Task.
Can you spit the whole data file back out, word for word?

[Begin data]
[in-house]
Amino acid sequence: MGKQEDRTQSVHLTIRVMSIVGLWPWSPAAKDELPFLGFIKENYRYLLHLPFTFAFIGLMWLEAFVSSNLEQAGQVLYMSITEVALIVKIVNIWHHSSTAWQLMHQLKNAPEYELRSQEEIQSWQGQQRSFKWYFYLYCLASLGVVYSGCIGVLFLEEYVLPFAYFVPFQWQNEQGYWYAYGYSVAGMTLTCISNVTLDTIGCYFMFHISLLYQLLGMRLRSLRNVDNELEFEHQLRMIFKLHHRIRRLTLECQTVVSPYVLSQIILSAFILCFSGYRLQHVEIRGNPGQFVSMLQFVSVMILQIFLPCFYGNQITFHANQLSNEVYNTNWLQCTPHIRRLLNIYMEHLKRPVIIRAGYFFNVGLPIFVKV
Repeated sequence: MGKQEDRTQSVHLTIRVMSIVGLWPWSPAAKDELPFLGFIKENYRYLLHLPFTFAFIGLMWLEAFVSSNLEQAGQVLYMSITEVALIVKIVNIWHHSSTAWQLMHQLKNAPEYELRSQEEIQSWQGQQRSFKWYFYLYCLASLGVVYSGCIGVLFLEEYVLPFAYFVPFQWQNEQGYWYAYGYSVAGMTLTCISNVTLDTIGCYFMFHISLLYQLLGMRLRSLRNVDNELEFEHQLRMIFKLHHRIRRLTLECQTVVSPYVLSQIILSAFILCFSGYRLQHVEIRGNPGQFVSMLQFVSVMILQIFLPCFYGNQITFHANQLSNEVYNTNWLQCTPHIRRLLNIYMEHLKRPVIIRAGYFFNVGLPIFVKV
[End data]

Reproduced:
[in-house]
Amino acid sequence: MGKQEDRTQSVHLTIRVMSIVGLWPWSPAAKDELPFLGFIKENYRYLLHLPFTFAFIGLMWLEAFVSSNLEQAGQVLYMSITEVALIVKIVNIWHHSSTAWQLMHQLKNAPEYELRSQEEIQSWQGQQRSFKWYFYLYCLASLGVVYSGCIGVLFLEEYVLPFAYFVPFQWQNEQGYWYAYGYSVAGMTLTCISNVTLDTIGCYFMFHISLLYQLLGMRLRSLRNVDNELEFEHQLRMIFKLHHRIRRLTLECQTVVSPYVLSQIILSAFILCFSGYRLQHVEIRGNPGQFVSMLQFVSVMILQIFLPCFYGNQITFHANQLSNEVYNTNWLQCTPHIRRLLNIYMEHLKRPVIIRAGYFFNVGLPIFVKV
Repeated sequence: MGKQEDRTQSVHLTIRVMSIVGLWPWSPAAKDELPFLGFIKENYRYLLHLPFTFAFIGLMWLEAFVSSNLEQAGQVLYMSITEVALIVKIVNIWHHSSTAWQLMHQLKNAPEYELRSQEEIQSWQGQQRSFKWYFYLYCLASLGVVYSGCIGVLFLEEYVLPFAYFVPFQWQNEQGYWYAYGYSVAGMTLTCISNVTLDTIGCYFMFHISLLYQLLGMRLRSLRNVDNELEFEHQLRMIFKLHHRIRRLTLECQTVVSPYVLSQIILSAFILCFSGYRLQHVEIRGNPGQFVSMLQFVSVMILQIFLPCFYGNQITFHANQLSNEVYNTNWLQCTPHIRRLLNIYMEHLKRPVIIRAGYFFNVGLPIFVKV